Much has been said about companionship being the greatest form of love. As elusive as this feels sometimes, it often presents itself in the most unlikeliest of places. Little did I know that I would find it in a small budget arthouse Danish film, where a weighty subject matter finds its match in the weightlessness of companionship.
Set in the wake of the conflict in Afghanistan, Walk With Me explores the debilitating effects of war and the healing powers of nascent love. Heavily wounded from a mission in Afghanistan, Thomas (Mikkel Boe Folsgaard) is re-adjusting to life in a rehabilitation ward as a double amputee. Despite his injuries he remains fixated on returning to the war-torn country and is dismayed at his glacial rate of recovery. When Sofie (Cecilie Lassen) – an ascending ballerina whose aunt is also recuperating at the same ward – offers to oversee his rehabilitation regime, Thomas grudgingly accepts.
It is perhaps unsurprising that such an adroit and delicate portrayal of light, love and ultimately, regeneration, could only have been made possible by the feminine touch. Lisa Ohlin (as director) and Karina Dam (as screenwriter) deserve full credit for this. Ohlin herself revealed that inspiration for the film stemmed from real-life meetings between wounded soldiers in Denmark and dancers from the Royal Danish Ballet. Love was an inescapable ingredient.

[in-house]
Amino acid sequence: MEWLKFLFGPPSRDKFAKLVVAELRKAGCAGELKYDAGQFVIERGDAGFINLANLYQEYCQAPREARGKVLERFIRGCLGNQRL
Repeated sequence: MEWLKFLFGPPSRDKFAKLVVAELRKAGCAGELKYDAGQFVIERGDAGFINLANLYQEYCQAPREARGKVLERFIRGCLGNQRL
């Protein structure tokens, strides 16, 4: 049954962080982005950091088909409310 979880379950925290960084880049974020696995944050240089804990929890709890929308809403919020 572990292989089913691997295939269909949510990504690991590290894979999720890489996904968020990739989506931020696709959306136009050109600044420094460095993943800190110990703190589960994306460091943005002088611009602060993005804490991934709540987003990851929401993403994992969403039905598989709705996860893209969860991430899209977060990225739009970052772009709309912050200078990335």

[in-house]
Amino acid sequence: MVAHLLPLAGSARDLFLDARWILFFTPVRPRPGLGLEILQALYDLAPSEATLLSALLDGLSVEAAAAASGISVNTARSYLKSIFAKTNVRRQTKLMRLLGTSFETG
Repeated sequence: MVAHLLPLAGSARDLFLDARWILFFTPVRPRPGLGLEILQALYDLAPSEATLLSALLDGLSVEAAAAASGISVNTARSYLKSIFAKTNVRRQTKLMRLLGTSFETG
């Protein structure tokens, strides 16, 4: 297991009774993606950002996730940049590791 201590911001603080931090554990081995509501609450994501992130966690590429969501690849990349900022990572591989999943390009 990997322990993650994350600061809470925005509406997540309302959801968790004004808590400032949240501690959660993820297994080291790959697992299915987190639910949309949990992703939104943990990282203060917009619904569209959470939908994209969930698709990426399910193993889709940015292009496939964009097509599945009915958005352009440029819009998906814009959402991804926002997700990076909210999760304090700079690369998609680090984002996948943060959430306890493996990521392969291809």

What did surprise me was the effectiveness at which such a slow-burn romance tugged at the heartstrings. They spoke little; instead relying on their deepening companionship and spiritual symbiosis to convey what words could not. Ohlin’s subtleties in delivery accentuated the protagonists’ personal charm, particularly that of Folsgaard, whose elevation from the mad king in A Royal Affair to the quintessential Scandinavian heartthrob was all but complete. Lassen’s onscreen debut as Sofie is exquisite, and as a former ballerina herself, adds an authentic, uplifting balance to Thomas’ ruggedness. And in an ending reminiscent of Hollywood’s Brooklyn, the natural serenity of Copenhagen put on the charm offensive, sealing their romance against the fading rays.
Walk With Me will no doubt stay with me for a long while. Whilst it may not have been Denmark’s answer to its submission for Best Foreign Language Film at the 89th Academy Awards (the film was one of three shortlisted but the honour went to an equally deserving war tale Land of Mine), it gave me my answer to the underpinnings of an unforgettable love.
Rewatchability Index: 4/5.